What has remained of that summer is a neatly bound handwritten thesis on leprosy, copies of the pamphlets and posters we made for the many presentations we gave at any venue that would have us and many poems and short stories about misunderstood leprous patients, especially women. Our de-stigmatization campaign was as rigorous as it was innocent. And that’s when I decided to study medicine, after having fought the idea with all my might until that summer (my dream was to pursue literature or architecture). Fast-forward a decade. After medical training in Tehran and studying genetics in Oxford, I transitioned to anthropology and science and technology studies. I didn’t see this as a departure; rather, the move still feels like going full circle to what medicine always was for me, to that leprosy project.
Though not very consciously, my medical background continues to shape me as an ethnographer in a couple of ways. First, I often think about how clinical training, internship in particular, was an entry point into ethnography long before I became an anthropologist. Clinical practice compelled and humbled me. It confronted me with the sheer reality of suffering, with what it means to acknowledge the limits of what medicine can do and with the utter complexity and fragility of life. These themes were constants during my fieldwork. Prozac Diaries deals with extremely intimate accounts, some of which were spoken and confided for the first time. I had to learn a lot about psychoanalytical transference beyond ethnographic empathy and recognize the courage it took for people to share with me their inner life stories. Days and nights spent on wards prepared me for remaining deeply attached ethnographically and emotionally. To pay homage to the experience, I have named four of my former patients in the acknowledgement of my book right next to my teachers and mentors in Iran because they taught me about medicalization more than any theory ever could.
The other connection between my clinical and anthropological training is clinical knowledge itself as an ethnographic and conceptual resource. On the one hand, the interdisciplinary aspect of my work relies on it. Ethnographic listening and clinical listening have a lot to offer one another. On the other hand, medicine has its own language. Speaking it helped me to bypass the early stages of building rapport with clinicians during my fieldwork and perhaps prevented some from dismissing my anthropological “musings.” It also helped me read between the lines of interdisciplinary rivalries, negotiations and histories of discipline formation. But more immediately, familiarity with the nuances of biomedical explanatory models or the rites and rituals of psychiatric training helped me both to engage with practitioners’ situated knowledge and to parse out elements of biomedical rationality from which anthropology can benefit or learn. The scientist in me, for example, appreciates the contributions of neuroscience and epigenetics to understating memory work, which served as a point of rapport with psychiatrists.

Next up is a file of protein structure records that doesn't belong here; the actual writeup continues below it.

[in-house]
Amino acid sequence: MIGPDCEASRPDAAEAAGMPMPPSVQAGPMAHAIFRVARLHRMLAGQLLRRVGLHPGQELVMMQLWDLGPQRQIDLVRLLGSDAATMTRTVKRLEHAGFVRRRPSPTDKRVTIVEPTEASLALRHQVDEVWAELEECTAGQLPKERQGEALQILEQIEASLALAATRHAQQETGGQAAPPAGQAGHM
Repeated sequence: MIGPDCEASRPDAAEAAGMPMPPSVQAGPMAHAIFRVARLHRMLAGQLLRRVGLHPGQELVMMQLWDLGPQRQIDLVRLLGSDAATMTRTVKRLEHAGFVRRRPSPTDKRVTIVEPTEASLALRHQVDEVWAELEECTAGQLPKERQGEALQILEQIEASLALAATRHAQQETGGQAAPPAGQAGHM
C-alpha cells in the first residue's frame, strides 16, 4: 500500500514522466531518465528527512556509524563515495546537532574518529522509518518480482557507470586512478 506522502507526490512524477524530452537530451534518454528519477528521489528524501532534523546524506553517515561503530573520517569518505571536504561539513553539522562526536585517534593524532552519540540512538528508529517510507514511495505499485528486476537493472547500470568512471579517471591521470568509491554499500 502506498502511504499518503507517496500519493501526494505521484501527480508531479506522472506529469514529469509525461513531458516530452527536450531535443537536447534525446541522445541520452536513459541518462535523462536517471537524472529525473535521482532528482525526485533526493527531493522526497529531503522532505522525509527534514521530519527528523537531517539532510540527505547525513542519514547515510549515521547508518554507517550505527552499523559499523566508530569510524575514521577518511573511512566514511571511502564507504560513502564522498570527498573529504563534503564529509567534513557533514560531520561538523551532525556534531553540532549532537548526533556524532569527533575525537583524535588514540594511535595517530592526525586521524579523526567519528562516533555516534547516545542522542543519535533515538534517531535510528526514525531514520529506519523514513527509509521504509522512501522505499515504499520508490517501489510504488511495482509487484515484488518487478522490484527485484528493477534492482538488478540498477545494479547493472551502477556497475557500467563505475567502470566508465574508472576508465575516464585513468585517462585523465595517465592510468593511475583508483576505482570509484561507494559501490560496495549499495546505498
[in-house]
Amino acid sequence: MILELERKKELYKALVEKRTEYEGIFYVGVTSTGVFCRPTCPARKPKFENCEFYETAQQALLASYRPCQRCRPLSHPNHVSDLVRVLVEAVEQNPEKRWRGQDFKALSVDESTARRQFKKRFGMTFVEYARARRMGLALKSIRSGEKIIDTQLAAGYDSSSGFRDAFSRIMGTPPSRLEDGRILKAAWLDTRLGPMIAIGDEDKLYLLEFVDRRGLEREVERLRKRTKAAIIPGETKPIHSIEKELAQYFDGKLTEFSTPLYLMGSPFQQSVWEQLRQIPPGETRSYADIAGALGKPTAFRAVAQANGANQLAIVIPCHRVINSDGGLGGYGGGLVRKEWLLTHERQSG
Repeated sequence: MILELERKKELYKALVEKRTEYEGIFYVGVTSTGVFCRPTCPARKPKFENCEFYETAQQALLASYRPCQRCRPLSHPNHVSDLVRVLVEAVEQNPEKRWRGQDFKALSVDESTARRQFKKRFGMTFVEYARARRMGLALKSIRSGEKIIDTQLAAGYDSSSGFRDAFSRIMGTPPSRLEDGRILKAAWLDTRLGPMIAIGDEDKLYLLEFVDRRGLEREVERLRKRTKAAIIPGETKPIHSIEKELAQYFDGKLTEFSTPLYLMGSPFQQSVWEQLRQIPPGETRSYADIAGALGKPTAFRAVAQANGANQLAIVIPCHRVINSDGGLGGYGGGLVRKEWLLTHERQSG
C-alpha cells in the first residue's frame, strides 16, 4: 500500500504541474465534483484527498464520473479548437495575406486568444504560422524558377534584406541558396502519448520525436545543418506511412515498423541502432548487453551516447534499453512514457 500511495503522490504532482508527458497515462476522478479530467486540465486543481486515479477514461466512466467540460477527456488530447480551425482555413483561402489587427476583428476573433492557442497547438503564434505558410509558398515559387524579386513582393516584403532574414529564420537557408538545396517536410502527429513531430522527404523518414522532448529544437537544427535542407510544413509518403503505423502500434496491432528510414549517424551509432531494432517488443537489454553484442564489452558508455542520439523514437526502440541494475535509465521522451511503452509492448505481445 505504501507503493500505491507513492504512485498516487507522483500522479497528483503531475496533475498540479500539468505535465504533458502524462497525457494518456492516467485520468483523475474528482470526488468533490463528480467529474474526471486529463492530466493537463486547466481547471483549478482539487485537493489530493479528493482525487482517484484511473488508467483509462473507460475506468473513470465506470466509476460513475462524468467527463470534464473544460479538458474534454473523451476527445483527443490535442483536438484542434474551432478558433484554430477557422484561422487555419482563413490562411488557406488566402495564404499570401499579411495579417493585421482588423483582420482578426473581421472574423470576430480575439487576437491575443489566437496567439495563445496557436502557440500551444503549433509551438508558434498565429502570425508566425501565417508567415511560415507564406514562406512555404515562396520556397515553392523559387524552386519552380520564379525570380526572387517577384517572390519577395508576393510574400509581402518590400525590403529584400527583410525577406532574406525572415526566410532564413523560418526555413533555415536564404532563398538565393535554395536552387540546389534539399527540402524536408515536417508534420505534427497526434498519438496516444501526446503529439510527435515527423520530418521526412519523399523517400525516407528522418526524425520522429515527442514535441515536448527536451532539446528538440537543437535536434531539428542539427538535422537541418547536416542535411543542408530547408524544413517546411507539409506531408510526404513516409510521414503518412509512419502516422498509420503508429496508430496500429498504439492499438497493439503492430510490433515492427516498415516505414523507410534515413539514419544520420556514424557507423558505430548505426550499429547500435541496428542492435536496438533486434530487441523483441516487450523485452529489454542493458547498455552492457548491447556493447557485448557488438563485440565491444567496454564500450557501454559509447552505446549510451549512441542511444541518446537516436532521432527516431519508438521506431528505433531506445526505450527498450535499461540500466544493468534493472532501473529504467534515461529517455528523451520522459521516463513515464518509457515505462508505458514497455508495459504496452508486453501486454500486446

Finally, there is the question of positionality and reflexivity when I study medicine as an ethnographic object. Being an Iranian woman, physician, scientist, anthropologist, poet and former blogger meant that I was embedded differently in each of my field sites (such as youth culture, medicine and the Iranian blogosphere), and that people perceived me differently and in different registers. Navigating my ethnographic encounters with clinicians and non-clinicians felt like being an immigrant, code-switching between different languages and geographies, listening for signals and secrets and rumors, embodying their local norms in order to feel each setting fully. When talking to psychiatrists, I was returning to a pedagogical space that was more American than Iranian and that implied certain assumptions. But the more significant part of my ethnography was with non-clinicians and mostly with Iranian youth. Sometimes, I was made acutely aware of my position as khanom doctor (the deferential Persian term for addressing a female doctor) as many Iranians still call me, assigning me a place in unspoken hierarchies of expectations. My medical background was barely lost on my non-doctor interlocutors, whether they assumed an invisible clinical gaze to be reassuring or unsettling. This hybrid ethnographic relation was a learning experience particularly in relation to my gender and my generational kinship with some of the people I was interviewing. The clinical and the ethnographic gaze required management, on my part and theirs, and combining these perspectives served to soften assumed hierarchies, encouraged curiosity and allowed mutual vulnerability and trust.
I’d like to thank you for prompting this conversation and to MERIP for dedicating space to the timely topic of mental health in the Middle East.